Suncorp handles 110 million digital transactions with customers each year, 75 per cent of clients use mobile banking services, and 15 per cent of policies are renewed online each month.
"The issue when you are the incumbent is that your biggest competition is often yourself."
Marlow’s Microsoft background also means that the concept of partnering is “deeply engrained in my corporate DNA”.
“If you were to talk to Microsoft, they would talk about 95 per cent of their revenue going with and through partners.” Marlow stresses partnering is not procurement: “It’s actually about how we help our partners thrive. So when our partners are doing a great job that means we are delivering value to our customers, which means we are doing well.”
She also says she is “used to a model that drives innovation, and part of driving innovation means taking risks, making them safe, innovating and getting back on that horse. Insurance is a business that’s been all about measuring risk ... I think I bring another element of taking risk.”
However, having an innovation culture for its own sake is a flawed strategy, according to Marlow. There has to be “clarity in the why”, she emphasises. “Why is innovative culture important to your organisation, important to your customers, and important to your shareholders?
“When we invest our shareholders’ money into new growth areas, that’s a real commitment. We are doing it on behalf of our shareholders. We have to believe that we can invest that money well on their behalf and get a great return.”
Marlow also stresses the need for diversity, and not solely gender diversity (although Suncorp does boast a leadership team of seven men and six women), but a diversity of forward ideas, debate and people. “When you don’t have that you know you’re not mirroring the market you serve. You are not building a product, solution or service that actually embraces all your customers.”
It’s also critical to look out to the horizon. Marlow says that, for example, at Suncorp that means thinking about driverless cars. If customers don’t own cars, but need to get from A to B, possibly using driverless cars delivered as a service, what does that mean to Suncorp’s business model and products?
“If something happens, who is going to be there in that moment? That moment may not exist today, but we need to prepare and ensure that we have [those services] ready for them when it happens. We want to be the company that’s there for [its] customers in those moments, not just today but tomorrow. We think that’s a responsibility that we have,” she says.
How then do you convince your shareholders of the need to invest in still distant horizons?
“Today our shareholders have invested in our business, to help us deliver on that vision for today. And we believe that we have a responsibility for longevity and that investment.
“We know that there is a need not just to deliver this year’s result but to build a business that’s resilient. That’s the commitment we give them in our three-year, five-year business plans.”
The board, too, as guardians of the organisation must embrace the future. “Boards don’t need to be subject-matter experts on AI [artificial intelligence] or machine learning, but they have to have enough understanding to question, challenge and engage with management about [whether] they are thinking about how it impacts [insurance] and how to embrace those changes,” Marlow says.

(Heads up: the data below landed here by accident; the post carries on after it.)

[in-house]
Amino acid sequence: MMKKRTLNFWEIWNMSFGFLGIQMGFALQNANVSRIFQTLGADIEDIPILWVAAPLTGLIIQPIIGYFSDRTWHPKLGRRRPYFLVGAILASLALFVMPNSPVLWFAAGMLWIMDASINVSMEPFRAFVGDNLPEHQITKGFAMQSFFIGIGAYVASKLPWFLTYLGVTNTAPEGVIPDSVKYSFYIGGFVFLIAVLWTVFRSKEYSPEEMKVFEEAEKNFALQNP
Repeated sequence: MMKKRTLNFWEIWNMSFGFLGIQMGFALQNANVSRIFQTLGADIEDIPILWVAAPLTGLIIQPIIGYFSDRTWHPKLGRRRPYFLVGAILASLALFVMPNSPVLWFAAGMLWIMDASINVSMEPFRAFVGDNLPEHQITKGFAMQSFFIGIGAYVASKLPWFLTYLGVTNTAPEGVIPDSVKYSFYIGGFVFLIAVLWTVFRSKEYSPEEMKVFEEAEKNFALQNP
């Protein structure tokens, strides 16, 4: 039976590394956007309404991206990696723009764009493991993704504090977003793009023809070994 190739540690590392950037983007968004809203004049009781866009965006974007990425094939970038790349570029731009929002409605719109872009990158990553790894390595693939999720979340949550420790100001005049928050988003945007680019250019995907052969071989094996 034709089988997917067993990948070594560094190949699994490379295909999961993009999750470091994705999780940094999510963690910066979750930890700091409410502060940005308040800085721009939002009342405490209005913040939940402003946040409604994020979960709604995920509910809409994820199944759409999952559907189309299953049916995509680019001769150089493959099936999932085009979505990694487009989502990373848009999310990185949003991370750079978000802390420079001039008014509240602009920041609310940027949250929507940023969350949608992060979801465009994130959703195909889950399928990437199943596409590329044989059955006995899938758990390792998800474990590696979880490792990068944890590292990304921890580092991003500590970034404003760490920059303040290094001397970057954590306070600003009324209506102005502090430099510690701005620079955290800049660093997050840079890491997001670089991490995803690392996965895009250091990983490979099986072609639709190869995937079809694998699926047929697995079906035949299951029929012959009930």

She says there is value in taking senior management abroad to see innovation at scale in places such as Silicon Valley or Israel, but also to engage with the local innovation ecosystem and to constantly learn more about embracing strategic risk and opportunity.
“Part of my remit is ensuring the board and management think about [the] strategic risk of the business … the tectonic shifts in terms of what they allow us to do for our customers,” says Marlow.
Knowing and analysing those risks is ever more crucial, because strategy today is increasingly shaped by the choice of whether to disrupt or be disrupted.
Leaders who inspire
In the 21 years that Pip Marlow worked at Microsoft, it was led by Bill Gates, Steve Ballmer and Satya Nadella, each with a very different approach to management and leadership.
But it was Satya Nadella’s approach to people, culture and transformation that had the biggest impact on Marlow.
“Satya is very strong on alignment. I saw him bring people out of their silos to align them with a common goal and purpose.”
Marlow said he drove that issue very hard during Friday leadership meetings to ensure teams understood the purpose of the organisation and their role in achieving that.
“He is a very purpose-led leader and I have formed to be a purpose-based leader.”
At Suncorp that translates to developing services and products to support people seeking their first home, or needing help when something has gone wrong.
“The other thing Satya helped me with is the ability to accept failings – you can’t avoid the inevitability of failing, but when you do there is that learning.”
Like Nadella, Marlow believes it is how a business responds to failures on the road to innovation that define it.
“You have to do some things that don’t land how you want them to, but you stand behind failures and learn from them, and allow them to feed that passion for innovation – not kill it.”
Pip Marlow's innovation strategy scaffold
Understand the why
Organisations find it easy to talk about “what” but you need to be clear on “why”.
Strategy must push you to do things that you didn’t think were possible, that stretch you out of your comfort zone.
Establish feedback loops for customers, partners and employees to ensure the strategy stays dynamic; keep a growth mindset.
Create the right conditions, systems and symbols to exercise the strategy; if your strategy is to grow your business then you can’t run it like a standard business.
If strategy requires a lot of experimentation, ensure you reward people for experimenting, not just for success.
Don’t fear failure
You could be one step closer to success; acknowledge that when something fails.